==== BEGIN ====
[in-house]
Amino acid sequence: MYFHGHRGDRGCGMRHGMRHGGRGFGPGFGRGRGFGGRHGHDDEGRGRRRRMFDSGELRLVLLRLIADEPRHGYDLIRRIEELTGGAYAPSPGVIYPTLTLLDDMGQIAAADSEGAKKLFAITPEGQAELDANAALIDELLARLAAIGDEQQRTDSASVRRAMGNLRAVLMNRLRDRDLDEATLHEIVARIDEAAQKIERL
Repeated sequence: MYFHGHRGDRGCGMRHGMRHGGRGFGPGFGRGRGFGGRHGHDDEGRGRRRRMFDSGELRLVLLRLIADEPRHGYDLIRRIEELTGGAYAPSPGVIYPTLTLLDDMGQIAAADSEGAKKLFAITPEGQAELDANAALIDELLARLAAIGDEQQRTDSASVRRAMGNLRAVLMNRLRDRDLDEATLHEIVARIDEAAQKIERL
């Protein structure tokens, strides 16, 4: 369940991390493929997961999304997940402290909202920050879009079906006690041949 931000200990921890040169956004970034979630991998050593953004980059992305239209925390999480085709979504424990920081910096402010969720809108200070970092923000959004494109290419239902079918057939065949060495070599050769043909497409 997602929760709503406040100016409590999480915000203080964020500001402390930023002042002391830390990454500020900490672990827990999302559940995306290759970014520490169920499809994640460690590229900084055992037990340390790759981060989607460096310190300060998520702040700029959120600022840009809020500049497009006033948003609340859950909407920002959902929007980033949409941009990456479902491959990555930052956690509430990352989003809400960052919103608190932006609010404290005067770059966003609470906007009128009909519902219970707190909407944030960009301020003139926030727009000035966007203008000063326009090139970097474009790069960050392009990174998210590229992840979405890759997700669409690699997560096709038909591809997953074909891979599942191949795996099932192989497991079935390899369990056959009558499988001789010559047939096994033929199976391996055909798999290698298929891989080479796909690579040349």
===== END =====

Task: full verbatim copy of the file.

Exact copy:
[in-house]
Amino acid sequence: MYFHGHRGDRGCGMRHGMRHGGRGFGPGFGRGRGFGGRHGHDDEGRGRRRRMFDSGELRLVLLRLIADEPRHGYDLIRRIEELTGGAYAPSPGVIYPTLTLLDDMGQIAAADSEGAKKLFAITPEGQAELDANAALIDELLARLAAIGDEQQRTDSASVRRAMGNLRAVLMNRLRDRDLDEATLHEIVARIDEAAQKIERL
Repeated sequence: MYFHGHRGDRGCGMRHGMRHGGRGFGPGFGRGRGFGGRHGHDDEGRGRRRRMFDSGELRLVLLRLIADEPRHGYDLIRRIEELTGGAYAPSPGVIYPTLTLLDDMGQIAAADSEGAKKLFAITPEGQAELDANAALIDELLARLAAIGDEQQRTDSASVRRAMGNLRAVLMNRLRDRDLDEATLHEIVARIDEAAQKIERL
């Protein structure tokens, strides 16, 4: 369940991390493929997961999304997940402290909202920050879009079906006690041949 931000200990921890040169956004970034979630991998050593953004980059992305239209925390999480085709979504424990920081910096402010969720809108200070970092923000959004494109290419239902079918057939065949060495070599050769043909497409 997602929760709503406040100016409590999480915000203080964020500001402390930023002042002391830390990454500020900490672990827990999302559940995306290759970014520490169920499809994640460690590229900084055992037990340390790759981060989607460096310190300060998520702040700029959120600022840009809020500049497009006033948003609340859950909407920002959902929007980033949409941009990456479902491959990555930052956690509430990352989003809400960052919103608190932006609010404290005067770059966003609470906007009128009909519902219970707190909407944030960009301020003139926030727009000035966007203008000063326009090139970097474009790069960050392009990174998210590229992840979405890759997700669409690699997560096709038909591809997953074909891979599942191949795996099932192989497991079935390899369990056959009558499988001789010559047939096994033929199976391996055909798999290698298929891989080479796909690579040349």